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April and May 2012 present a grand time to observe the planet Venus' changing phase in the evening sky with the telescope. Because Venus lies inside the Earth's orbit, this world shows the full range of phases - like our Moon. Planets residing outside of Earth's orbit always appear full or close to full in the telescope.
Friday, April 13 & the Calendar
In early April, sunshine illuminates 48% of Venus' disk, while the darkness of night covers the other 52%. By the end of May, sunshine only illuminates about 1% of Venus' disk but it should be visible through the telescope. As its phase wanes (thins), the angular diameter of Venus' disk more than doubles in these two months. In fact, you might even be able to see the whisker-thin slender crescent through binoculars in late May or early June!
|Venus' Disk Through the Telescope|
The sharpest view of Venus' phase is at early dusk or before sunset. At nigtttime, the glare from this dazzling world - the brightest heavenly body after the Sun and Moon - obscures the clear division between day and night on Venus' disk. If you can't find Venus in the daytime, then aim your telescope at Venus as soon as you spot it after sunset.
Venus Wanes in Evening Sky
Whenever Venus appears in the evening sky after sunset, this inferior planet is waning from full to new phase. Look at the illustration below. We are looking down upon the north side of Venus orbital plane, in which case Venus circles the Sun in a counter-clockwise direction. Venus transitions from the morning to the evening sky at superior conjunction (full phase), or when Venus is on the other side of the Sun.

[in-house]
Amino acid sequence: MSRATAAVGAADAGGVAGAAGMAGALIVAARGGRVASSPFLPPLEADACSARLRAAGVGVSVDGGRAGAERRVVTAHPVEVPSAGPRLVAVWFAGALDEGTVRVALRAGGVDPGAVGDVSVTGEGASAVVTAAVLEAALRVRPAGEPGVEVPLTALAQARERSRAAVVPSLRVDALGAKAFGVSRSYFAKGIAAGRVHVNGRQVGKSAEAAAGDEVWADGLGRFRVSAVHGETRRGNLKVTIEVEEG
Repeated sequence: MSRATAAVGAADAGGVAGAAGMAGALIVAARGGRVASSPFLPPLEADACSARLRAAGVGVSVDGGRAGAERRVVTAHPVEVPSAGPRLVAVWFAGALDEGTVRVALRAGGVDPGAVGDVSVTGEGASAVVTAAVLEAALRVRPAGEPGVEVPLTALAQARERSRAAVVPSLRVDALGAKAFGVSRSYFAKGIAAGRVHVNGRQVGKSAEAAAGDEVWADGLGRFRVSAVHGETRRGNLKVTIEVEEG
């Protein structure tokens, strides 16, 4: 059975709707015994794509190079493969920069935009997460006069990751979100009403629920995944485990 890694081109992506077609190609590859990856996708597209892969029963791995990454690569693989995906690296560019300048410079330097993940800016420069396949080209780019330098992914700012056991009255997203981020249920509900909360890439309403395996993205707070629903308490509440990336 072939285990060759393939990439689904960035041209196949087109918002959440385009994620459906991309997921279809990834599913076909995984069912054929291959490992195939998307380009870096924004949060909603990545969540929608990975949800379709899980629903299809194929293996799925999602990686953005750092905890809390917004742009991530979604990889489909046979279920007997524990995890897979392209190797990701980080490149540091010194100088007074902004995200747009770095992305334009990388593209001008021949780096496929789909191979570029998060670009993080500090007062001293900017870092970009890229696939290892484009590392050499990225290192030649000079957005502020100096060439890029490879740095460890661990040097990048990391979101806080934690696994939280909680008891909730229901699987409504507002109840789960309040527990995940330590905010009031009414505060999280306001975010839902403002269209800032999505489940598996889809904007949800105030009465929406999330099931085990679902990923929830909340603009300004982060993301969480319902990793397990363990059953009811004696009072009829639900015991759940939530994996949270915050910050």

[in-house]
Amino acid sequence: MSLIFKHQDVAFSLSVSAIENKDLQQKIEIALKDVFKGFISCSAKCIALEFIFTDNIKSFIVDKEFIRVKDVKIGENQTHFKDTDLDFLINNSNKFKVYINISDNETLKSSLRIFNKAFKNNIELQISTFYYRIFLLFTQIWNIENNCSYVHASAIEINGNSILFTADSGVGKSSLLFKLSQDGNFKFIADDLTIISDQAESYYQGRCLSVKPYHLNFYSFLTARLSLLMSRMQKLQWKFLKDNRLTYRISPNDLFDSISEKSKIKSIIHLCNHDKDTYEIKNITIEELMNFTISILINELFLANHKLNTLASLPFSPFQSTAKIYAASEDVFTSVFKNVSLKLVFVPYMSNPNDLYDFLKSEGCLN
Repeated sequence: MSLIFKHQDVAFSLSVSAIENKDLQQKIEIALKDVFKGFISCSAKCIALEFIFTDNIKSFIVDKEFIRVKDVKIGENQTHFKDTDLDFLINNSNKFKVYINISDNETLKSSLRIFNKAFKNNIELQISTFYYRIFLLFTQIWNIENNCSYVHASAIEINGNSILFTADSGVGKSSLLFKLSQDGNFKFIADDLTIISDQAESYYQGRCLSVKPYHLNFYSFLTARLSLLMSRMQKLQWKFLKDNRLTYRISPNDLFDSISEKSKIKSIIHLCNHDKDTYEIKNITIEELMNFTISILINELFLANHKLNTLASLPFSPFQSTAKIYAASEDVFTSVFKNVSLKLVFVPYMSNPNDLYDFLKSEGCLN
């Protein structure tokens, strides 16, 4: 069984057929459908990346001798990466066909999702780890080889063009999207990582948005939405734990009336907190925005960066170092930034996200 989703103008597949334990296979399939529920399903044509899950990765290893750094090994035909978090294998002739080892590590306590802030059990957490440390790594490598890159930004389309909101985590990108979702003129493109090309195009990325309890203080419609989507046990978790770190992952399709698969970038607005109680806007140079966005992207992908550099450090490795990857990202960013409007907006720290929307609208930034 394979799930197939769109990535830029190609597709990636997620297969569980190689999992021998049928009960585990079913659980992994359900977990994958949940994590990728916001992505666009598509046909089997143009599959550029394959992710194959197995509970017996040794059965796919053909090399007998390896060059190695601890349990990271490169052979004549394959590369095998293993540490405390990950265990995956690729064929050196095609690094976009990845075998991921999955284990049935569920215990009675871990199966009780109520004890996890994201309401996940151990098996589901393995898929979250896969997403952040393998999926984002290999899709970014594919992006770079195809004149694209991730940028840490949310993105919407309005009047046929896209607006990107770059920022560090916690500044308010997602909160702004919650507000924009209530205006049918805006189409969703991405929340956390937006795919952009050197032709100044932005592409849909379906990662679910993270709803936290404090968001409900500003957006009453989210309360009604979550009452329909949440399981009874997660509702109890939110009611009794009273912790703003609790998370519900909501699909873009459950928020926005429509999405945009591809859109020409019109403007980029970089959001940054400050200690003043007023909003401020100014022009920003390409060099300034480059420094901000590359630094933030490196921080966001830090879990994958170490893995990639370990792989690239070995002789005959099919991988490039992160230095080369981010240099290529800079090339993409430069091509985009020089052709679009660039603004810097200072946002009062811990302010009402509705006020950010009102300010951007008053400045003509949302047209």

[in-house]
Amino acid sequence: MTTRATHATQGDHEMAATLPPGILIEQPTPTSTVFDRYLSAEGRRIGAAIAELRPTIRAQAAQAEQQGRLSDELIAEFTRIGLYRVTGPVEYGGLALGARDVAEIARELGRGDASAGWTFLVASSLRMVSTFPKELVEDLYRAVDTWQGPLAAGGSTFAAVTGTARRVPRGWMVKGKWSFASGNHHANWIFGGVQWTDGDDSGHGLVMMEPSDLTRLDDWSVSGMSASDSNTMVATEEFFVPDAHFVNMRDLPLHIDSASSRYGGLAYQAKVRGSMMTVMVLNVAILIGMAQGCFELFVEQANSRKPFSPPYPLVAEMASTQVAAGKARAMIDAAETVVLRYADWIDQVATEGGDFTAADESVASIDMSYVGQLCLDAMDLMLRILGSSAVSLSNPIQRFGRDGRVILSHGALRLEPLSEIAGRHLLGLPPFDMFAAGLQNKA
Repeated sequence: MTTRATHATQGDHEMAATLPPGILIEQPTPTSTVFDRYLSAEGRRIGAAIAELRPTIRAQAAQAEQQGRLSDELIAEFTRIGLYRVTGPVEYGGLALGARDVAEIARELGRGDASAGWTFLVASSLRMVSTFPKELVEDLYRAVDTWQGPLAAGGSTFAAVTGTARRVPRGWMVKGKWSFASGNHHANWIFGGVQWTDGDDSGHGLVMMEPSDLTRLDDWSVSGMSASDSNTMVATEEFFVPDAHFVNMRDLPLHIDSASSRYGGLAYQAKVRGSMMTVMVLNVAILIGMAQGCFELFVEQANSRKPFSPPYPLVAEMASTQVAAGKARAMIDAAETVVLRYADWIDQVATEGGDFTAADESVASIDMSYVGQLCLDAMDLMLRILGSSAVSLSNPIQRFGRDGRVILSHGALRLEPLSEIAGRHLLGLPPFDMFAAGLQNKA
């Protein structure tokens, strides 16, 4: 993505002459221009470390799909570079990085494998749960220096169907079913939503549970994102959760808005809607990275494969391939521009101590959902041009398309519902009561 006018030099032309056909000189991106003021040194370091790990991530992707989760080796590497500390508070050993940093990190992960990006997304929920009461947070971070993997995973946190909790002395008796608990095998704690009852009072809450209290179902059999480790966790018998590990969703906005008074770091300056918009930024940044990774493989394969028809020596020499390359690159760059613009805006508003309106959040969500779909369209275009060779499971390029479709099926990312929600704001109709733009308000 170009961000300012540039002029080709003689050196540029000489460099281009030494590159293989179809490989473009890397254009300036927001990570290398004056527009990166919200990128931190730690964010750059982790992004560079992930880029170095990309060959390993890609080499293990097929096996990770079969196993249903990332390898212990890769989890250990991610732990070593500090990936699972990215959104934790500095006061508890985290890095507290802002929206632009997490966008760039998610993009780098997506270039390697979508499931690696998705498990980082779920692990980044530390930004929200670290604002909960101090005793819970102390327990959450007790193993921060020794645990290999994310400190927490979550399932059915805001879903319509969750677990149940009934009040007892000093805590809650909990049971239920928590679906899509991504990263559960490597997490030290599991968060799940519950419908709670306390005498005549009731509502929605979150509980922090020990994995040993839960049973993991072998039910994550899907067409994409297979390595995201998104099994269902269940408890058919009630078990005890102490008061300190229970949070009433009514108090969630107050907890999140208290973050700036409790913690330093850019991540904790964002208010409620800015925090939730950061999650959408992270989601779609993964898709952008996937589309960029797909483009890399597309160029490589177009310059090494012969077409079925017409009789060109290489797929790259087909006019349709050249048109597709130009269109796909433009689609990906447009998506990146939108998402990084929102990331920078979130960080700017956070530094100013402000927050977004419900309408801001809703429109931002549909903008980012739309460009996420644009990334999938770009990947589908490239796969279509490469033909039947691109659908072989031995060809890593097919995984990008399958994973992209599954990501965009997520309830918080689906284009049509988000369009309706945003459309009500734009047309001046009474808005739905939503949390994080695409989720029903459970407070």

After Venus reaches superior conjunction, it heads towards Earth in its smaller and swifter orbit. As Venus gets closer to Earth, its phase shrinks yet its angular diameter increases. Venus last reached superior conjunction on August 16, 2011.
Surprisingly, Venus is brightest in our sky when about one-quarter of its daytime side and three-quarters of its nighttime side faces Earth. That's because, at this juncture, Venus' illuminated portion covers the most square area of sky. That will happen in late April and early May.
Venus brightest in evening sky late April and early May
Venus Waxes in Morning Sky
Venus will reach inferior conjunction (new phase) on June 5, 2012 (for the world's Western Hemisphere), to transition from the evening to the morning sky. After inferior conjunction, Venus goes away from Earth in its smaller, faster orbit around the Sun. Venus waxes in phase yet its angular diameter decreases in the morning sky.
Transit of Venus
Much more often than not, Venus swings north or south of the solar disk at inferior conjunction. But not this time! On June 5, 2012, Venus passes directly in front of the Sun, to stage the last transit of Venus in the 21st century.
copyright 2012 by Bruce McClure
|Last Transit of Venus in 21st Century on June 5, 2012|
March 2012 Feature * May 2012 Feature